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Umbilical Cord Stem Cells Could Be Used to Treat Eczema

By HERWriter
 
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Umbilical Cord Stem Cells May Be Used to Treat Eczema via Fotolia, edited by Kaitlyn Thompson

A new clinical trial done by Seoul St. Mary's Hospital and Seoul National University found that the stem cells in umbilical cords could be used as a treatment for eczema. Eczema is a skin condition that results in itchy rashes on the body and it can be extremely difficult to treat.

The trial consisted of 34 patients with eczema who were given a randomly assigned dosage of stem cells. After 12 weeks, 55 percent of the patients who received the highest dosages saw a 50-percent reduction in their eczema area and severity index scores.

The eczema area and severity index score is used to measure the size and extremity of the dermatitis.

The clinical trial found that there was also a decrease in immune markers that are associated with this type of dermatitis.

"This study is a first-in-class study demonstrating that adults with moderate-to-severe atopic dermatitis responded to a treatment of stem cells derived from umbilical cord blood," said Dr. Tae-Yoon Kim, senior author of the stem cells study, according to Science Daily.

"The single treatment of stem cells in patients resulted in the significant and persistent improvement in disease symptoms throughout the follow-up period of 12 weeks."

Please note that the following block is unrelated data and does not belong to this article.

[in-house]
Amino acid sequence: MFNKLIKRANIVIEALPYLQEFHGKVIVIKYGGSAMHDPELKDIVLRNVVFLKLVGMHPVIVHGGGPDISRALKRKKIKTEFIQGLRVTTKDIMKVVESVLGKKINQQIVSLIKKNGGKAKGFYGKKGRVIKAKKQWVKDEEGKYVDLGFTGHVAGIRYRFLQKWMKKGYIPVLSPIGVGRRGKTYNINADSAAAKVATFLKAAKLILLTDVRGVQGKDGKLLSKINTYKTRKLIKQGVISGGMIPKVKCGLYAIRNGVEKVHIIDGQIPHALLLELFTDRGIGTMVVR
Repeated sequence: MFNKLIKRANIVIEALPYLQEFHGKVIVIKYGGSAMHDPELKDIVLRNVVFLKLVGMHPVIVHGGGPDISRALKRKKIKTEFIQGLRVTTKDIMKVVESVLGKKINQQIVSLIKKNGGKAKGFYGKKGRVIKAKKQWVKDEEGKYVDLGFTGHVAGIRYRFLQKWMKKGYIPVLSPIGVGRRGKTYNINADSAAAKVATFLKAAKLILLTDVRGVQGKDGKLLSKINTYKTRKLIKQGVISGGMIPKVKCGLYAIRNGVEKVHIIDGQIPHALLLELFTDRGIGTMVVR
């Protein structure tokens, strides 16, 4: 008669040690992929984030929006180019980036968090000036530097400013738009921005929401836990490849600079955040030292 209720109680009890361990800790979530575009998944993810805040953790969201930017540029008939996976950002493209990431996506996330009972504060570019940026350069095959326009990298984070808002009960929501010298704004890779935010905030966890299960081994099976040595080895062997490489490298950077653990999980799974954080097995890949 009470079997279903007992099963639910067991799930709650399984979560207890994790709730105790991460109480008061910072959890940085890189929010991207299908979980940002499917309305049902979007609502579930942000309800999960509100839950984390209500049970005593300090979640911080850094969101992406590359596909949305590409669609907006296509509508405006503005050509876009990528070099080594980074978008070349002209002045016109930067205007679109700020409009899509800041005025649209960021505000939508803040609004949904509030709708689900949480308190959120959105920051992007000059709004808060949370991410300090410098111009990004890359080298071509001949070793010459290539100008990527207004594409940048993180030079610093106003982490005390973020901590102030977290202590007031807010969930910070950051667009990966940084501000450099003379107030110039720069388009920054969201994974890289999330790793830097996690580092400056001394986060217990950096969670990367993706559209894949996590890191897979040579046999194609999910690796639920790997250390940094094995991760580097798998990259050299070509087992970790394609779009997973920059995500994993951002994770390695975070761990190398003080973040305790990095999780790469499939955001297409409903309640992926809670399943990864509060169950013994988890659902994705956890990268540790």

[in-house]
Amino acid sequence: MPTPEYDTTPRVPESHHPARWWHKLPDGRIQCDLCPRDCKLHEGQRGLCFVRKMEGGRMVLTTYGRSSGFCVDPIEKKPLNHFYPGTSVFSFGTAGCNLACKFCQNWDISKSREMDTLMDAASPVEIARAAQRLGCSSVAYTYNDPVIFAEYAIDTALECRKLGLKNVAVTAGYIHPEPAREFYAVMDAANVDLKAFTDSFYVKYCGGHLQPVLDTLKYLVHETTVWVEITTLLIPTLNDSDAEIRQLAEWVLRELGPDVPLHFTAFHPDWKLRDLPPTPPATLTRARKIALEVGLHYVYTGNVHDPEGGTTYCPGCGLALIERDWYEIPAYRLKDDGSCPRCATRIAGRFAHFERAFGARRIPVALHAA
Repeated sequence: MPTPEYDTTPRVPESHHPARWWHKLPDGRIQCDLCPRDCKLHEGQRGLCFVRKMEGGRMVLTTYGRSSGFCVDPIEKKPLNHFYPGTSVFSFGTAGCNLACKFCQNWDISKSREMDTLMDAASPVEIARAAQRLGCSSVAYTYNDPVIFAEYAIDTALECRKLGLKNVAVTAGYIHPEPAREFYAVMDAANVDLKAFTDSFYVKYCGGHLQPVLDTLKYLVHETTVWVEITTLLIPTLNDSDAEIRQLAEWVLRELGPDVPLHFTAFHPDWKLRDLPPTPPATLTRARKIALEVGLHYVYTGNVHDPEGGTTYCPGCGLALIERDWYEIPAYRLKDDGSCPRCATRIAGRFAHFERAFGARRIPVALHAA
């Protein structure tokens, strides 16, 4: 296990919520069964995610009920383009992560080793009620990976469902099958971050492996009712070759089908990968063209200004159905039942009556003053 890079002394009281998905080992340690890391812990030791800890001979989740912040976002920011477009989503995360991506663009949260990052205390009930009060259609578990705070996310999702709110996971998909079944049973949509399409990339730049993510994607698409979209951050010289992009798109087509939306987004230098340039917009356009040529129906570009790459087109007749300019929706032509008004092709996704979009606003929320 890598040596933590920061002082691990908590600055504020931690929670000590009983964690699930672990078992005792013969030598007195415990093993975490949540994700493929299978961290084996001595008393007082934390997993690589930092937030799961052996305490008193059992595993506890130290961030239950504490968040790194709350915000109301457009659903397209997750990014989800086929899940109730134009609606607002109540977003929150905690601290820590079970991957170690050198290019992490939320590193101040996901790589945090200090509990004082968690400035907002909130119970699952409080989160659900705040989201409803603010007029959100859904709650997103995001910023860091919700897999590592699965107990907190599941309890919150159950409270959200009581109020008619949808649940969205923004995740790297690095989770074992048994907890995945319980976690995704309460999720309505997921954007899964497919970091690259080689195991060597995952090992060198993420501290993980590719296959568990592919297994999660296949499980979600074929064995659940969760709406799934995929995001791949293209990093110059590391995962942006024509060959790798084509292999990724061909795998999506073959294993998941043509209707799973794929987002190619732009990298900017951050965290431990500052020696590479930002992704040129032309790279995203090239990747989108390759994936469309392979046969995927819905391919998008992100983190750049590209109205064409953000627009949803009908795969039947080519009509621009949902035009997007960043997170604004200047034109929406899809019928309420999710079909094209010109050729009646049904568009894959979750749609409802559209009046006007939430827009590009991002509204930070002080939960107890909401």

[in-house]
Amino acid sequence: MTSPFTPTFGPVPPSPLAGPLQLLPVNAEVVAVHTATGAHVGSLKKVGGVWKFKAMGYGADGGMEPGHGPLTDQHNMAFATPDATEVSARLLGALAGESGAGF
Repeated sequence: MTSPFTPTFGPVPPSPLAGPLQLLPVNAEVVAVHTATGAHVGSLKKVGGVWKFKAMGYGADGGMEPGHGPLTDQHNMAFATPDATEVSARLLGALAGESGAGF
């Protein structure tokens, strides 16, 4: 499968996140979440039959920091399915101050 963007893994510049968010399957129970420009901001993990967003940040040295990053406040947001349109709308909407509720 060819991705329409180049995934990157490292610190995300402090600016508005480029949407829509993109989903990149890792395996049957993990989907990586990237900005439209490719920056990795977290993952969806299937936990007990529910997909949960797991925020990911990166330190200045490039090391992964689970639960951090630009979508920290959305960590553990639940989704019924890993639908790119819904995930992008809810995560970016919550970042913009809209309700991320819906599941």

Reviewed June 10, 2016
by Michele Blacksberg RN
Edited by Jody Smith

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Science Daily. Stem cells from umbilical cord blood may help treat eczema.
https://www.sciencedaily.com/releases/2016/06/160607080935.htm

Hyung-Sik Kim et al. Clinical Trial of Human Umbilical Cord Blood-derived Stem Cells for the Treatment of Moderate-to-Severe Atopic Dermatitis: Phase I/IIa Studies. Stem Cells. 2016 Jun 3. doi: 10.1002/stem.2401. [Epub ahead of print]
http://onlinelibrary.wiley.com/doi/10.1002/stem.2401/abstract;jsessionid=5B732C9734E840C20677C1EDB6064114.f01t01

Eczema Association. Eczema.
https://nationaleczema.org/eczema

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We value and respect our HERWriters' experiences, but everyone is different. Many of our writers are speaking from personal experience, and what's worked for them may not work for you. Their articles are not a substitute for medical advice, although we hope you can gain knowledge from their insight.

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